“An excellent memoir that gives readers, whether Indigenous or not, a direct connection to the past and to a personal story about gender, sexuality, overcoming adversity, and becoming a leader, an activist, a healer, and an inspiration to two-spirit individuals everywhere.”

– Robert Bittner, Simon Fraser University, The Canadian Journal of Native Studies

A Two-Spirit Journey is a raw and emotional story that doesn’t just show readers the author’s scars. Chacaby bares all in an honest telling of her life that includes flaws, like her struggles with substance abuse and a sometimes rocky path to sobriety. Despite the turmoil, the autobiography does have its uplifting moments and characters. Heartwarming stories of childhood friendships, and most importantly a powerful relationship between the author and her grandmother, weave feelings of optimism and hope into a life that is oftentimes surrounded by darkness.”

Scott Paradis, tbnewswatch.com

“An extraordinary account of an extraordinary life and very highly recommended for community and academic library Contemporary Biography, LGBT, and Native American Studies collections.”

Midwest Book Review

“I highly recommend A Two-Spirit Journey. I read it in a single day, in a few hours. It spoke to me of the social and cultural markers that we share with our Canada cousins: the incredible ongoing violence against womyn; gender as a social construct dictating how womyn are supposed to behave, dress, wear their hair and makeup; Tuberculosis; and the introduction of AIDS to the Native population. But also the risk of coming out, potlucks and womyn’s festivals. I related to her story on so many levels and truly believe that you will too.”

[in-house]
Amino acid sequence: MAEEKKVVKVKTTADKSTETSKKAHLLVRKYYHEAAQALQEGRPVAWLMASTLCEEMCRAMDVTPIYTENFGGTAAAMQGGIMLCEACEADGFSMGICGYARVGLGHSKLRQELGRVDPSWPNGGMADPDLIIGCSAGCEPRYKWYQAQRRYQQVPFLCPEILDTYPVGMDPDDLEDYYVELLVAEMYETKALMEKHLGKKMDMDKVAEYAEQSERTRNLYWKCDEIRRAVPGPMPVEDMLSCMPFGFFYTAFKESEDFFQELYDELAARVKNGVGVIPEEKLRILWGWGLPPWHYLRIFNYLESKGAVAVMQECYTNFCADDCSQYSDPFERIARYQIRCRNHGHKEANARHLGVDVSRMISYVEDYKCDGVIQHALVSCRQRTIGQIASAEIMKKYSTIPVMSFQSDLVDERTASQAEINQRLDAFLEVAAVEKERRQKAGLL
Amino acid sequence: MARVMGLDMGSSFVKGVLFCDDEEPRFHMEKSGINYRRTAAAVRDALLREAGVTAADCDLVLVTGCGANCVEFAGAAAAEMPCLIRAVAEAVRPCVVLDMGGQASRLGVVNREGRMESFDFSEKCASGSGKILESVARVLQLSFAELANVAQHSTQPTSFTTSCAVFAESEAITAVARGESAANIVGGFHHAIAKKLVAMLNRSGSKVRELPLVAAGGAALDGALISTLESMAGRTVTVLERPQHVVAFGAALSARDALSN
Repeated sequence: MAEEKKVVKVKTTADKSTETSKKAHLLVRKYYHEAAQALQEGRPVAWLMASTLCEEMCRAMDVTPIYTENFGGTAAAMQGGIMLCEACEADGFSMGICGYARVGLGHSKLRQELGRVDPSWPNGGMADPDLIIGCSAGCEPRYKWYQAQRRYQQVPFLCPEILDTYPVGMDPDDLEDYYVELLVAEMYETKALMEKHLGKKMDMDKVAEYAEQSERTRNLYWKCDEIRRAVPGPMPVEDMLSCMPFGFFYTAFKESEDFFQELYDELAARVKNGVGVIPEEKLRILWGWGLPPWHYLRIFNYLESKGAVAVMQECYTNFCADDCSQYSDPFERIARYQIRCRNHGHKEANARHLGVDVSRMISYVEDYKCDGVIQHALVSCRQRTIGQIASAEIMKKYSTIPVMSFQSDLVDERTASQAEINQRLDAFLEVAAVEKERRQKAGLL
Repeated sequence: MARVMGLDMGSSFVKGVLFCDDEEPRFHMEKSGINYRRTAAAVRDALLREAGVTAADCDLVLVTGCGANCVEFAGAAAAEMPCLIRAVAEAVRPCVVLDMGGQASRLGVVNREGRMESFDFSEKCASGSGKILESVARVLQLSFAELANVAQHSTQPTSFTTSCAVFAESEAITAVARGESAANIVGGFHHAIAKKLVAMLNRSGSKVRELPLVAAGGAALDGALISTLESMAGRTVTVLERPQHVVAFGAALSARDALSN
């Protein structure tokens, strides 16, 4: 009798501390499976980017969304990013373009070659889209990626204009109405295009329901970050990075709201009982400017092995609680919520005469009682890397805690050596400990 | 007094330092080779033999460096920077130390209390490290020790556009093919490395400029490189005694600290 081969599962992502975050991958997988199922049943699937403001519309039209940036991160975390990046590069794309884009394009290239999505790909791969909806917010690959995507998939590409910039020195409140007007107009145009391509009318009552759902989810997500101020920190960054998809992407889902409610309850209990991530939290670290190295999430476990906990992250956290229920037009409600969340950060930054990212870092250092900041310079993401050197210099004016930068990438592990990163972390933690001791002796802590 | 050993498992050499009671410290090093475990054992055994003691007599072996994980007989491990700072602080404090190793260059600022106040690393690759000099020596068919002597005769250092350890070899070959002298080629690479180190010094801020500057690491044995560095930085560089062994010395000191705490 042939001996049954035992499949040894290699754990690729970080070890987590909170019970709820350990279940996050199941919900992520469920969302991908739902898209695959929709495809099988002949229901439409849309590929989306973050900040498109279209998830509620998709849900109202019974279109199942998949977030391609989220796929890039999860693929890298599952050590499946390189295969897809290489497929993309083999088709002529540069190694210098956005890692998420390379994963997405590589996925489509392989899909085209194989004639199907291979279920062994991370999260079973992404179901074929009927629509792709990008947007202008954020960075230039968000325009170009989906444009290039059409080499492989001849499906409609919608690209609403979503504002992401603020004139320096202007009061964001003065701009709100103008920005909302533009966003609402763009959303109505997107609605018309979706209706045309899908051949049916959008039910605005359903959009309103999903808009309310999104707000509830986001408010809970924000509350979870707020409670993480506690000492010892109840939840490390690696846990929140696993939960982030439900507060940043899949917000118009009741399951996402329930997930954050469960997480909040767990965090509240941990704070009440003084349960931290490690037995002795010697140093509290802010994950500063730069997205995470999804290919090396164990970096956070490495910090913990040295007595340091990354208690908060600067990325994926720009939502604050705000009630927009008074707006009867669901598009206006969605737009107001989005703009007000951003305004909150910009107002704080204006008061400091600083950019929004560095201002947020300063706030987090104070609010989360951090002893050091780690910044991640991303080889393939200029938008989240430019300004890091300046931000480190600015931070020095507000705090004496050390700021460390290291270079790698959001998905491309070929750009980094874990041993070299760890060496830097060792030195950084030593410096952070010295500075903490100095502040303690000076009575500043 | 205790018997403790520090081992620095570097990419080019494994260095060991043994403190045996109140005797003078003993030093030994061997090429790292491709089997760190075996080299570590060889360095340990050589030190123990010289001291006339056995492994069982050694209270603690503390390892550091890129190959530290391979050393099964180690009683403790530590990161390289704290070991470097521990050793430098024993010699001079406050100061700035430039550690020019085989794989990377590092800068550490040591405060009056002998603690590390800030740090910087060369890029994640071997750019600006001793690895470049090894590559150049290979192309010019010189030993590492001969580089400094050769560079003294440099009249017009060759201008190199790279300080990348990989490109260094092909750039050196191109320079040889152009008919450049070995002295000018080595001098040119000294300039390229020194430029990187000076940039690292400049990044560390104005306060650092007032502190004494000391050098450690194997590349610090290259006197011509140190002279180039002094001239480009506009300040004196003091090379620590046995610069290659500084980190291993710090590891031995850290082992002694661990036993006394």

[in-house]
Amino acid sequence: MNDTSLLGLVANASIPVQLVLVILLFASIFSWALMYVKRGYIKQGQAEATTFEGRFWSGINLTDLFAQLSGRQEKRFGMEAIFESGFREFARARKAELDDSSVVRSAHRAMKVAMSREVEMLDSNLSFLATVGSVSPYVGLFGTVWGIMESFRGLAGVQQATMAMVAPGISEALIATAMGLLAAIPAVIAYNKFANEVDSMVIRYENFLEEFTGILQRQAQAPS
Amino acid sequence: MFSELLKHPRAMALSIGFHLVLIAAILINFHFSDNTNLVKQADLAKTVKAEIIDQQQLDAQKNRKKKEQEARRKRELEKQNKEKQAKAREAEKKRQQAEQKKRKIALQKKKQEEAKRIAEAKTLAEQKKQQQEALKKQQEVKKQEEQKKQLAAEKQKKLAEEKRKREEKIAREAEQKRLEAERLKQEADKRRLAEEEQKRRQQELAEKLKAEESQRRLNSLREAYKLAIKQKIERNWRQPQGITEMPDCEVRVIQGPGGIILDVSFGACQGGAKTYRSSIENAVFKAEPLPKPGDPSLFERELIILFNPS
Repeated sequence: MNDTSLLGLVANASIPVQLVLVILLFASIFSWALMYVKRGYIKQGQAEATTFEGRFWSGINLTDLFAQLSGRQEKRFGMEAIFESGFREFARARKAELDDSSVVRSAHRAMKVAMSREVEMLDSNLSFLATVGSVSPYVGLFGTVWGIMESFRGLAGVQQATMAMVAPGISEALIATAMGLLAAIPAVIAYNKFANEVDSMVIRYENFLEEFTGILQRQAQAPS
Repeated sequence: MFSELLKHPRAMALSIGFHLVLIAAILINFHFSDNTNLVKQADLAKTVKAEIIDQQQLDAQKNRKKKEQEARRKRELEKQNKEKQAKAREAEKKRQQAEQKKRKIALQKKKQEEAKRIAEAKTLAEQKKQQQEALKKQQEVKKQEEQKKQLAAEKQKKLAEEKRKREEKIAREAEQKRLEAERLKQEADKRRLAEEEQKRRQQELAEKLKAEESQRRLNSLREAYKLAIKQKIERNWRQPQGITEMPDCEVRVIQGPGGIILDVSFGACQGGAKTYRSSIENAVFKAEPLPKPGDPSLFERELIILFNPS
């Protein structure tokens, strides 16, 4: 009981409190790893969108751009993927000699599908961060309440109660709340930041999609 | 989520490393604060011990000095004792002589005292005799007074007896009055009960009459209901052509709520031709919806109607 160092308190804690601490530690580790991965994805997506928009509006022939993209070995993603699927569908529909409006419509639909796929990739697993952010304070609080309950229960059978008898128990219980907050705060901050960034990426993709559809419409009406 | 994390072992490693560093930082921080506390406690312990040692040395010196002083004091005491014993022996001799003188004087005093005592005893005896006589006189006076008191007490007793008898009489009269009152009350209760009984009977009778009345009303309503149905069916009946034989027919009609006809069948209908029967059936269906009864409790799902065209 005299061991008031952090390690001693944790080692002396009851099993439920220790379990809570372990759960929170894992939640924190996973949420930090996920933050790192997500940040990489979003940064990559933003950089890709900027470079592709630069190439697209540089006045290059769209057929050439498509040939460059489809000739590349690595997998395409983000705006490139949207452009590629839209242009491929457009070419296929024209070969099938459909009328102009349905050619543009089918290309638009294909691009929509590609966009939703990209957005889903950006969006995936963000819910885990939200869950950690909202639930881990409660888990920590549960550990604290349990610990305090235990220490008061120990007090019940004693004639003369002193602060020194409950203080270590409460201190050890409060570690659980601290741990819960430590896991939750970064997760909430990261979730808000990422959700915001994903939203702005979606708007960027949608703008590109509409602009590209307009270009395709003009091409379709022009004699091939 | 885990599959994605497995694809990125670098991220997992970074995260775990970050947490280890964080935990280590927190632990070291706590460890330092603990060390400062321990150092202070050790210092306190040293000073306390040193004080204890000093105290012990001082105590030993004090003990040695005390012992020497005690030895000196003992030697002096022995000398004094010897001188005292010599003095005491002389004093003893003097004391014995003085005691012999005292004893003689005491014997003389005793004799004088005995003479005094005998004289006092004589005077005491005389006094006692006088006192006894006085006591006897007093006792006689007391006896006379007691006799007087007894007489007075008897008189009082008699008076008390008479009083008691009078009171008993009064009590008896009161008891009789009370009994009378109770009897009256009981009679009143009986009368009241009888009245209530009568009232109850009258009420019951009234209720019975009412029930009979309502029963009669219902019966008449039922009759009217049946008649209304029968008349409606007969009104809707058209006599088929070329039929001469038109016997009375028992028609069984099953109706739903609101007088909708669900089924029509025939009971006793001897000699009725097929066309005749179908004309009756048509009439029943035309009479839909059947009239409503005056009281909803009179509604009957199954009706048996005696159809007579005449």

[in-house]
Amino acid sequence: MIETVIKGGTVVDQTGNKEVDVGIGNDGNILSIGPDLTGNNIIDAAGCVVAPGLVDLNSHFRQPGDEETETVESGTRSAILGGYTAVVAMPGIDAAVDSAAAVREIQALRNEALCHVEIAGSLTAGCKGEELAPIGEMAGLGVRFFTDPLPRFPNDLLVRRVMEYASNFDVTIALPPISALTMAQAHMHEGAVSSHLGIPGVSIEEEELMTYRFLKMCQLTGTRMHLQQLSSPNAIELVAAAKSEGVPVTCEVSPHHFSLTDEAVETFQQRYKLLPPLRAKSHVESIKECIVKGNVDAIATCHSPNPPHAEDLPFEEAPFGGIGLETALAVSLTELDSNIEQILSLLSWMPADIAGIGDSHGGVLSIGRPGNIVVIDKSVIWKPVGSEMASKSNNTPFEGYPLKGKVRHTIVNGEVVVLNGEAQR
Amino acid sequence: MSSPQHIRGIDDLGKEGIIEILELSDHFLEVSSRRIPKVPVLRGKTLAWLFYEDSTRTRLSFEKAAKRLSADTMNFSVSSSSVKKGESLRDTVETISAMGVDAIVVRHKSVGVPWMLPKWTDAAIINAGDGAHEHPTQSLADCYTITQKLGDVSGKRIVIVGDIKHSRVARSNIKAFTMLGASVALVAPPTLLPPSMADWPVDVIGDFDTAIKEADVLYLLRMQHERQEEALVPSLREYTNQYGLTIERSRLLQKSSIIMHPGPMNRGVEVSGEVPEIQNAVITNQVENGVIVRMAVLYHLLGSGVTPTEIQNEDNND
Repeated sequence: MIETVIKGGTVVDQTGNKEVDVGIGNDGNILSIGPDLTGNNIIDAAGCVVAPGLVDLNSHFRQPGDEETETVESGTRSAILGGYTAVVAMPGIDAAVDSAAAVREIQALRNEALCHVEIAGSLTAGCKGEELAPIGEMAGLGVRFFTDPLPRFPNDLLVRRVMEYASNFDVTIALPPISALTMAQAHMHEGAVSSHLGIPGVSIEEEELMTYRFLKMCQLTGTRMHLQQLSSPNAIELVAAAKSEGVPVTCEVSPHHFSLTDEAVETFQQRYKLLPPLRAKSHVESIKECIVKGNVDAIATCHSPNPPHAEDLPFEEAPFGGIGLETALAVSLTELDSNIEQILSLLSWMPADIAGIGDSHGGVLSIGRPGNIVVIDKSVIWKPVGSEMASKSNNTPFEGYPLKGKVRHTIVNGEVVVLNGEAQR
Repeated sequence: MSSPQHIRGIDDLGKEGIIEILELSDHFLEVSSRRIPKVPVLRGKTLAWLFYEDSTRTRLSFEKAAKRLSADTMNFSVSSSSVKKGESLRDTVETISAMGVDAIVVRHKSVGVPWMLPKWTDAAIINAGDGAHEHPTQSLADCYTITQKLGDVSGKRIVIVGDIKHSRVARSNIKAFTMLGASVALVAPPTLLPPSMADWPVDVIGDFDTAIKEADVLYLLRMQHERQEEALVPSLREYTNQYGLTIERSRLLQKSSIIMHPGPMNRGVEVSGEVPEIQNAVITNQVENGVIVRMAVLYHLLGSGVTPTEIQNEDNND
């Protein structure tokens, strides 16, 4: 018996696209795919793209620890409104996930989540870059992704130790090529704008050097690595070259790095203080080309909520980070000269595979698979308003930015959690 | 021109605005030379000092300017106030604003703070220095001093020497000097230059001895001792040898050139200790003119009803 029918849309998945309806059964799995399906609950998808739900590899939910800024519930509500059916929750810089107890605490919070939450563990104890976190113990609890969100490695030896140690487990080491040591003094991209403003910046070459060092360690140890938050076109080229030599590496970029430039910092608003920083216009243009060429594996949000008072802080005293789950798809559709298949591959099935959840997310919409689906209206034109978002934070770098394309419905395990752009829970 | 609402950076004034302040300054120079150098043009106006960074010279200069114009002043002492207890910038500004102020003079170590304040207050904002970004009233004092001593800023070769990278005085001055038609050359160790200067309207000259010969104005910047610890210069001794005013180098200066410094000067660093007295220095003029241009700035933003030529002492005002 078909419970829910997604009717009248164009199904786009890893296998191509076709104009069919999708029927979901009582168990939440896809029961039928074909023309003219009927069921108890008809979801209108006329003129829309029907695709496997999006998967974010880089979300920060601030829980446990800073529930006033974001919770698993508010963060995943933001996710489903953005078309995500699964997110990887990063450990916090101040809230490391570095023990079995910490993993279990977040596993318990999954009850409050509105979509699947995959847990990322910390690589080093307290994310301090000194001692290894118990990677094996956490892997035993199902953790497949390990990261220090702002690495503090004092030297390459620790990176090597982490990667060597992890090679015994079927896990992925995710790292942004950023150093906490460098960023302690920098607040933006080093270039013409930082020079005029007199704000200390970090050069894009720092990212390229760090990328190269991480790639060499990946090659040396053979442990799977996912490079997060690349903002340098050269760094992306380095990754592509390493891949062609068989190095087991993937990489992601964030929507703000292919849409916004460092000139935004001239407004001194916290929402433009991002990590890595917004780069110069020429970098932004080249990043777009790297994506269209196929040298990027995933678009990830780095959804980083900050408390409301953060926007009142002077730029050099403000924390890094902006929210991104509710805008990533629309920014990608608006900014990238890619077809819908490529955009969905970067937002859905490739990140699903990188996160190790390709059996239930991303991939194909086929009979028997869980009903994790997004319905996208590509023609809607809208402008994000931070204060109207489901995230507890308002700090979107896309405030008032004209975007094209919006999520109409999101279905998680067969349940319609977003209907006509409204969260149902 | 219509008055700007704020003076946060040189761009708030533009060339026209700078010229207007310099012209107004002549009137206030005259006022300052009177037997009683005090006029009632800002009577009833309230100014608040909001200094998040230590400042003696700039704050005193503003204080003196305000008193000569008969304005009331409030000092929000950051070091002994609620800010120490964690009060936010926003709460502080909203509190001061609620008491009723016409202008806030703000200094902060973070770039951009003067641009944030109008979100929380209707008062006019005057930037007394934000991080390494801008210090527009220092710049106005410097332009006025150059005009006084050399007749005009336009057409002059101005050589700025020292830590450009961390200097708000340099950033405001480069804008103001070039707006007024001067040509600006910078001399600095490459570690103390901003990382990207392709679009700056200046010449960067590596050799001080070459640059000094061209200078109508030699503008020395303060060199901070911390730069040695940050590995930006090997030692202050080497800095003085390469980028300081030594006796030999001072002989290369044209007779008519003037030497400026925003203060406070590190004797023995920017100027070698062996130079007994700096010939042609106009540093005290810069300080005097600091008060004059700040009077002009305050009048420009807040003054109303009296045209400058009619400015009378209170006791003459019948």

Morgayne Love, sequimmorgayne

“In this book, Chacaby shares an incredible story, giving voice to perspectives which are rarely heard.”

Jenna, Falling Letters

“Résultat d’une longue série d’entrevues semidirigées et d’une méthodologie à la croisée des études autochtones et des sciences sociales occidentales, A two-spirit journey raconte, à la première personne, l’histoire de Ma-Nee Chacaby, une aînée ojibwée-crie lesbienne, two-spirit, souffrant d’une déficience visuelle. Survivante non seulement des processus de colonisation, d’acculturation et d’assimilation des communautés autochtones, mais également d’abus sexuels, physiques et psychologiques, la coauteure retrace son voyage spirituel vers une guérison physique et mentale, qui l’a menée à devenir une activiste
autochtone two-spirit.”

– Julie Beauchap, Université du Québec à Montréal Montréal, Cahiers de géographie du Québec

About the Authors

Ma-Nee Chacaby is a Two-Spirit Ojibwa-Cree Elder. She was raised by her Cree grandmother in a remote Ojibwa community near Lake Nipigon, Ontario.

Mary Louisa Plummer is a social scientist and a long-time friend of Ma-Nee’s. Much of her professional work has focused on public health and children’s rights.

Book Details

Purchase Online

  • Only available for sale in: Canada.